STRUCTURE: Plans have been unveiled to reconfigure services at University Hospitals of Morecambe Bay Foundation Trust by phasing out most of the inpatient surgery at one of its hospitals.
The Better Care Together strategy, produced by the trust and Lancashire North and Cumbria clinical commissioning groups, is designed to move Morecambe Bay towards clinical sustainability and to close an underlying financial gap of £26.3m.
The plan recommends that inpatient elective surgery at Westmorland General Hospital is transferred to Royal Lancaster Infirmary and Furness General Hospital over two to three years to improve quality and outcomes.
Westmorland would continue as a local hospital and could potentially become a specialist site for eye care and surgery, building on its existing macular degeneration service and provision of eye surgery.
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The plan promises to retain emergency care and consultant led maternity units at Royal Lancaster Infirmary and Furness General.
But it states this is subject to the findings of Bill Kirkup’s investigation into the trust’s maternity services and a review being carried out by the Royal College of Obstetricians and Gynaecologists.
A big shift of services into the community is envisaged, with the plan setting out an ambition to reduce hospital admissions by more than 9,000 over the next five years.
It is estimated that 525 fewer jobs will be needed as a result of the proposals, although the strategy says this will happen through “natural wastage and a reduction in agency staff”.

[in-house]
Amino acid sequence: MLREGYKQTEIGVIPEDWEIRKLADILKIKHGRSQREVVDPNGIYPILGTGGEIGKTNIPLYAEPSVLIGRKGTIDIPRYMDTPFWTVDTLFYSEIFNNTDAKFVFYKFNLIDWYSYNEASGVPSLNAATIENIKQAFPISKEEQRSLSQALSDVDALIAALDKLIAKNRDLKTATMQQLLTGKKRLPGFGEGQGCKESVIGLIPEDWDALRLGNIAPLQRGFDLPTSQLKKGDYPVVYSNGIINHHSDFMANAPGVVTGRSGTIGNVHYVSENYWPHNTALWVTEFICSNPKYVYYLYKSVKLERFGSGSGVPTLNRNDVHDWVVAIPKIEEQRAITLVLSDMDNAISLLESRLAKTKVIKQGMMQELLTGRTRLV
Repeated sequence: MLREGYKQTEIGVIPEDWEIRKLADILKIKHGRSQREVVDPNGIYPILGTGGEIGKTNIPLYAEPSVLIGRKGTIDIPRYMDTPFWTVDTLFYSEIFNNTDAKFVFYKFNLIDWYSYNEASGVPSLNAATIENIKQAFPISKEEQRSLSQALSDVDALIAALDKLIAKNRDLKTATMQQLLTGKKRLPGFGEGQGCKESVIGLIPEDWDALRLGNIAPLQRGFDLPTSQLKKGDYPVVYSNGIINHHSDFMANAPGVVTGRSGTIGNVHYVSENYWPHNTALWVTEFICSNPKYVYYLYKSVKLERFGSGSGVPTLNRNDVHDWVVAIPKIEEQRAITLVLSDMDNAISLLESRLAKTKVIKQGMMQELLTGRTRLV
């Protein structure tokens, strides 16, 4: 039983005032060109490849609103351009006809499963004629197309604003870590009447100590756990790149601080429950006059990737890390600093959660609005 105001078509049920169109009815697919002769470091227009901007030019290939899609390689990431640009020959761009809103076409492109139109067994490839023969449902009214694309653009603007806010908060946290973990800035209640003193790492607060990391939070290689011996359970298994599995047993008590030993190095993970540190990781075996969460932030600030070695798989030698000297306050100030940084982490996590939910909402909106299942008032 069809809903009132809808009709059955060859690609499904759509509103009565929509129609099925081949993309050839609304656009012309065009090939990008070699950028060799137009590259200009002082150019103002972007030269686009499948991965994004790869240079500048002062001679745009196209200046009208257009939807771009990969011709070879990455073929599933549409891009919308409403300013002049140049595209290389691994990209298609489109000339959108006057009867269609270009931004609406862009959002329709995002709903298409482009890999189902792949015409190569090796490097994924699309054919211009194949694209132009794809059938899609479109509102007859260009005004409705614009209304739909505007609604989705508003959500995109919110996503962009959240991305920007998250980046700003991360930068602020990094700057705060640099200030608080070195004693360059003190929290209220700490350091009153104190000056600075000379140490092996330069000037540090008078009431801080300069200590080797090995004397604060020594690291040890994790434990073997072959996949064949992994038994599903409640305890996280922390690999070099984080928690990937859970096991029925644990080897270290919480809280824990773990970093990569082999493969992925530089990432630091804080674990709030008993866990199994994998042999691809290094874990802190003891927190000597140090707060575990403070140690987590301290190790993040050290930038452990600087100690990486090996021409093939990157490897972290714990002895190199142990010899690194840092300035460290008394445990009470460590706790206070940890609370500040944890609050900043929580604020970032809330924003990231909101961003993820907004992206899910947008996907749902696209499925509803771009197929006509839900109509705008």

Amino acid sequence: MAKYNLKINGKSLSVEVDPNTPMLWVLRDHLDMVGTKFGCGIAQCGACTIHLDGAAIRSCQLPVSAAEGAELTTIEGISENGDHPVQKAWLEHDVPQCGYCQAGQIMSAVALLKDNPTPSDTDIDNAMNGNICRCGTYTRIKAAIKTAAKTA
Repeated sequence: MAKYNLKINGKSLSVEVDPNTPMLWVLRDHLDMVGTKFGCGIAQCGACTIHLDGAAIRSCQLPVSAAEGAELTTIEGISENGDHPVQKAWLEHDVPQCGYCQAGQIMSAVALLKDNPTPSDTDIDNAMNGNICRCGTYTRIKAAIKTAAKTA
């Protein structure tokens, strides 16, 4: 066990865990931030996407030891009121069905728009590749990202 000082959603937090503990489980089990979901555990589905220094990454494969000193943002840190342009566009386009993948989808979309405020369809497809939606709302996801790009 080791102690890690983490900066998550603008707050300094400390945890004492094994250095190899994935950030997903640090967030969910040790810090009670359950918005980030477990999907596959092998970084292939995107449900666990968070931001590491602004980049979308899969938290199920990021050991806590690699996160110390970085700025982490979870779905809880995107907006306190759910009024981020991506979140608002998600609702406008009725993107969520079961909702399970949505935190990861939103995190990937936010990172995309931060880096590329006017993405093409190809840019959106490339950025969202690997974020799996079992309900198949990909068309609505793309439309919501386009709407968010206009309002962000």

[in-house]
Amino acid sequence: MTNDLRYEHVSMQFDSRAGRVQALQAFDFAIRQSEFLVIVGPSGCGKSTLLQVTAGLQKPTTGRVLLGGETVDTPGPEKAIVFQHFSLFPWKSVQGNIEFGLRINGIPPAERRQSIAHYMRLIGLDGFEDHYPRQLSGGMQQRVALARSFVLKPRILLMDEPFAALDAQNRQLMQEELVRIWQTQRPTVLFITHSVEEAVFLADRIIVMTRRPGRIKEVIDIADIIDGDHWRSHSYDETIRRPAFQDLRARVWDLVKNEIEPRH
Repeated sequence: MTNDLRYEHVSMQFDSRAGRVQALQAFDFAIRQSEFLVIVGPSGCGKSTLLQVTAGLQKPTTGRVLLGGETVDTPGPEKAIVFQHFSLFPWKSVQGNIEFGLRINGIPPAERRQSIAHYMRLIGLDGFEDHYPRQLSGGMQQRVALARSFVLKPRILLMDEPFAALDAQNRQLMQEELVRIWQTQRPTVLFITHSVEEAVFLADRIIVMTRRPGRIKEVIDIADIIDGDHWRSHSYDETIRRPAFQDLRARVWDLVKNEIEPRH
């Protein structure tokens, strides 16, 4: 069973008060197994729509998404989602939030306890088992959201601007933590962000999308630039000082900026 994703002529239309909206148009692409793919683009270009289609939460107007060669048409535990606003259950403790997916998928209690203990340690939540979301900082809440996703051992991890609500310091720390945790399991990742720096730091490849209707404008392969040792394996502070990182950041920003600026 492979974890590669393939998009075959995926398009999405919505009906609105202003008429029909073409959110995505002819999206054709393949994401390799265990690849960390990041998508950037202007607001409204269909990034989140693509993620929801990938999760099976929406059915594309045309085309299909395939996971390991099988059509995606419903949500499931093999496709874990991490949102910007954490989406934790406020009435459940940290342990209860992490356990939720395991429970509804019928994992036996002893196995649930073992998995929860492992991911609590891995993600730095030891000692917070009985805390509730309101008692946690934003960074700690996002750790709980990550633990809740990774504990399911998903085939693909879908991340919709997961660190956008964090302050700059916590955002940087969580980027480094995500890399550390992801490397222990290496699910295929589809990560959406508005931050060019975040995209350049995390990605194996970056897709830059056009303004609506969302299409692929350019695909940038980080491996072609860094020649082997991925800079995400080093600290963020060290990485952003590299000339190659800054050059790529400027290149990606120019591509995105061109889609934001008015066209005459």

The authors of the plan say their proposals will produce annual savings £18m, which will close 70 per cent of the £26.3m gap. They hope the remaining £8m can be made up by extra funding.
The strategy states: “If the overall performance of the UK economy allows for the levels of staged funding growth identified in the NHS Five Year Forward View then this could provide additional resource into the Morecambe Bay health system to address the remainder of our gap.”
The plans will require £21m of revenue to invest in services outside hospital, £48m of capital funding to expand the two hospitals in Barrow and Lancaster, a capital investment value of £43m in new primary care infrastructure, and £6m in technology.
Andrew Bennett, chief officer of Lancashire North CCG, said local NHS organisations “[owed] it to our communities to be honest about the fact that [health and social care services] are struggling to consistently meet their needs”.
“We must change the way we do things to save the NHS for future generations, and to ensure all of us can look forward to a healthier future,” he added.
A consultation is not expected until 2016, and the implementation would be in 2016-17 at the earliest.
10 February 2015